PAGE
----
On September 19, 2014, the Internal Revenue Service ("IRS") released additional final regulations clarifying the rules regarding hybrid defined benefit pension plans. At the same time, the IRS also issued proposed regulations providing transition guidance for plan amendments to comply with the regulatory market rate of return requirements without violating the anti-cutback rules of Section 411(d)(6) of the Internal Revenue Code (the "Code"). Together, these regulations modify and supplement the 2010 IRS final and proposed regulations regarding hybrid plans. These rules answer some long-standing questions and provide more certainty to sponsors of hybrid plans as well as employers considering this type of plan design.
Hybrid Retirement Plans Generally
Hybrid retirement plans are defined benefit pension plans that include certain features otherwise associated with defined contribution plans. One key feature is that hybrid plans provide for lump sum based benefits. A lump sum based benefit formula means any benefit formula used to determine all or any part of a participant's accumulated benefit under which the accrued benefit is expressed as the current balance of a hypothetical account maintained for the participant (generally, a "cash balance plan") or as the current value of the accumulated percentage of the participant's final average compensation (generally, a "pension equity plan" or "PEP"). A key element of the IRS guidance is that a hybrid plan will not be deemed to violate certain rules otherwise applicable to defined benefit pension plans (such as the vesting and accrual rules) solely because certain benefits are based on the current lump sum benefit amount determined under the hybrid plan formula.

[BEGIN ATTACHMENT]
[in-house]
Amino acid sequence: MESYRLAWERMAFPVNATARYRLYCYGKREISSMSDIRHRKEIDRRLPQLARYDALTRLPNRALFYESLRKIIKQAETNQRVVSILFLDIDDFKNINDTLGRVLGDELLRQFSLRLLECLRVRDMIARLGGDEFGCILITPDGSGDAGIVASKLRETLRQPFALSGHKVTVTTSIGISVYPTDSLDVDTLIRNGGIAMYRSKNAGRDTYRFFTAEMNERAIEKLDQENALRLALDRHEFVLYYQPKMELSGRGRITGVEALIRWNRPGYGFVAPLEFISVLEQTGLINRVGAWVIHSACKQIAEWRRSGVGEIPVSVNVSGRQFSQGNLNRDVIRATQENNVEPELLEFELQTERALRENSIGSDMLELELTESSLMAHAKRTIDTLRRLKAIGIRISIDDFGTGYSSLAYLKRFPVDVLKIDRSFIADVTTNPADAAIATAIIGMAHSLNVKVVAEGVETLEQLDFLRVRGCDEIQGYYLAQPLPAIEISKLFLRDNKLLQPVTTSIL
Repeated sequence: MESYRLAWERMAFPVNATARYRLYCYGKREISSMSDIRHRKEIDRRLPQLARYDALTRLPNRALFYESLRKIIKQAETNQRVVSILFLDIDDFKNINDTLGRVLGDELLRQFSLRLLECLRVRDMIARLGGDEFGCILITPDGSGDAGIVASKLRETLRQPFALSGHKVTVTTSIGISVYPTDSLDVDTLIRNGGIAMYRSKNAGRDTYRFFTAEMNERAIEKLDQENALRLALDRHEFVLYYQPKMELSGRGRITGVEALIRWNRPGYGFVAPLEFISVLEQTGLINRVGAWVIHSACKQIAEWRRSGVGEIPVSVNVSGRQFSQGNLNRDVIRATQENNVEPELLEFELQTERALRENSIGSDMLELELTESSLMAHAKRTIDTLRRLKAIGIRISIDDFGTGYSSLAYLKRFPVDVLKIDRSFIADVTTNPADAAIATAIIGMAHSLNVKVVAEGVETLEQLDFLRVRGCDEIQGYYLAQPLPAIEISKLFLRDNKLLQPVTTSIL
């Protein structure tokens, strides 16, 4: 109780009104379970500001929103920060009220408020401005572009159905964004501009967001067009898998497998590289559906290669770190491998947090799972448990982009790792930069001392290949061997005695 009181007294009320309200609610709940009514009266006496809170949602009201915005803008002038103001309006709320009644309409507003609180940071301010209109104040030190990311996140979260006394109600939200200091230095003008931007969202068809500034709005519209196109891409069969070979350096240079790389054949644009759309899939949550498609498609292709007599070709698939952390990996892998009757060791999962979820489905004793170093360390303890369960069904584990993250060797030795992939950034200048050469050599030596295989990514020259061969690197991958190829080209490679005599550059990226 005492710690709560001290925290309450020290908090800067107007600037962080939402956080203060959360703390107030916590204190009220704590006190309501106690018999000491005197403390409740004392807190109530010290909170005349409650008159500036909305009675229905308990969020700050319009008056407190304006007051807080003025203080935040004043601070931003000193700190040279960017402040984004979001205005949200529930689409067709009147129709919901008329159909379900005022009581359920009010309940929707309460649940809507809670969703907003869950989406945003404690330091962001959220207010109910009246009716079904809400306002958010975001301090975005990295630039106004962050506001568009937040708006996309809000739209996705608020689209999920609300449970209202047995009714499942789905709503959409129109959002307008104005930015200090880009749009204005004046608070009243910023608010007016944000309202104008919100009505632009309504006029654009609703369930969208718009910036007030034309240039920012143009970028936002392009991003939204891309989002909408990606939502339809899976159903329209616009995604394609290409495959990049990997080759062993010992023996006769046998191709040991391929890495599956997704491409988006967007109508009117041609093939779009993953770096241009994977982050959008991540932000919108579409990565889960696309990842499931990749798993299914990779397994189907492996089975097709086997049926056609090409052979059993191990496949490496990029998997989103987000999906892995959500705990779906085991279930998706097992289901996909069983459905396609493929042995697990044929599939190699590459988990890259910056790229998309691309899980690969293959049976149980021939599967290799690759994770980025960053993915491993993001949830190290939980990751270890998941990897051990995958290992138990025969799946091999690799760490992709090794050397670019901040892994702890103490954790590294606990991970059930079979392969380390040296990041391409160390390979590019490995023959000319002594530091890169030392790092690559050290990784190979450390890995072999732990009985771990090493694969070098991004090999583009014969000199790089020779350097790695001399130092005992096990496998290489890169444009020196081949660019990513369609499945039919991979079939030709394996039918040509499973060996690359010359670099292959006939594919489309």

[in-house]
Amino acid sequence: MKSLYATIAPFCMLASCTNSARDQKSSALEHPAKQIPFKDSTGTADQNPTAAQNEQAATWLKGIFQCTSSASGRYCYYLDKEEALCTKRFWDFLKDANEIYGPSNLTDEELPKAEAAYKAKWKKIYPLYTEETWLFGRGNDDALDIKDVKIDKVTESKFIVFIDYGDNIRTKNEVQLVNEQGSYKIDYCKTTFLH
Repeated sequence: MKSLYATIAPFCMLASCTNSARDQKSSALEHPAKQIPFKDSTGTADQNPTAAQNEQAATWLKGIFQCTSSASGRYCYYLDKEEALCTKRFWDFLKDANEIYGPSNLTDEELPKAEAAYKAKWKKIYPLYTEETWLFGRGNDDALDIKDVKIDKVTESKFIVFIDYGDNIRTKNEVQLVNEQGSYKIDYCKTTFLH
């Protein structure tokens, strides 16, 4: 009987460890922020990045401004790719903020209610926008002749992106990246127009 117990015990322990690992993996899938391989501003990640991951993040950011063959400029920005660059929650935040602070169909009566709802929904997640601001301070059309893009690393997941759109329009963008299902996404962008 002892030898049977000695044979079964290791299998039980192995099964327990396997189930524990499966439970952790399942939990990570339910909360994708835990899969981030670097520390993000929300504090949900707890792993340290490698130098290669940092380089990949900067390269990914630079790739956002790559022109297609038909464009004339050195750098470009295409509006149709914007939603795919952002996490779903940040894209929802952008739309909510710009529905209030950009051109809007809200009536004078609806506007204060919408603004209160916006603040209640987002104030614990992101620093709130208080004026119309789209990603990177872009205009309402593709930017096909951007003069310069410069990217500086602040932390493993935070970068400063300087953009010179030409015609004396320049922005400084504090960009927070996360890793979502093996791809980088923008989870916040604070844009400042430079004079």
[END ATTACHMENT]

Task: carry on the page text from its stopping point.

2014 Final Regulations
Definitions of cash balance plan formula and PEP formula
The regulations do not alter the definition of a cash balance plan formula (where the accrued benefit is expressed as the current balance of a hypothetical account), but do expand the regulatory definition of a PEP formula. A PEP formula now includes a formula where the benefit is expressed as a lump sum amount equal to a percentage of the participant's highest average compensation over a certain period of time, such as the highest five years out of the last ten years a participant was employed with the employer. This expanded PEP definition applies for plan years beginning on or after January 1, 2016, or earlier, if so elected. The recent regulations also provide that, for plan years beginning on or after January 1, 2016, a lump sum benefit payment under both types of hybrid plans must equal the accumulated benefit under the applicable formula (unless the lump sum payment is increased in order to prevent a benefit cutback prohibited by Code Section 411(d)(6)).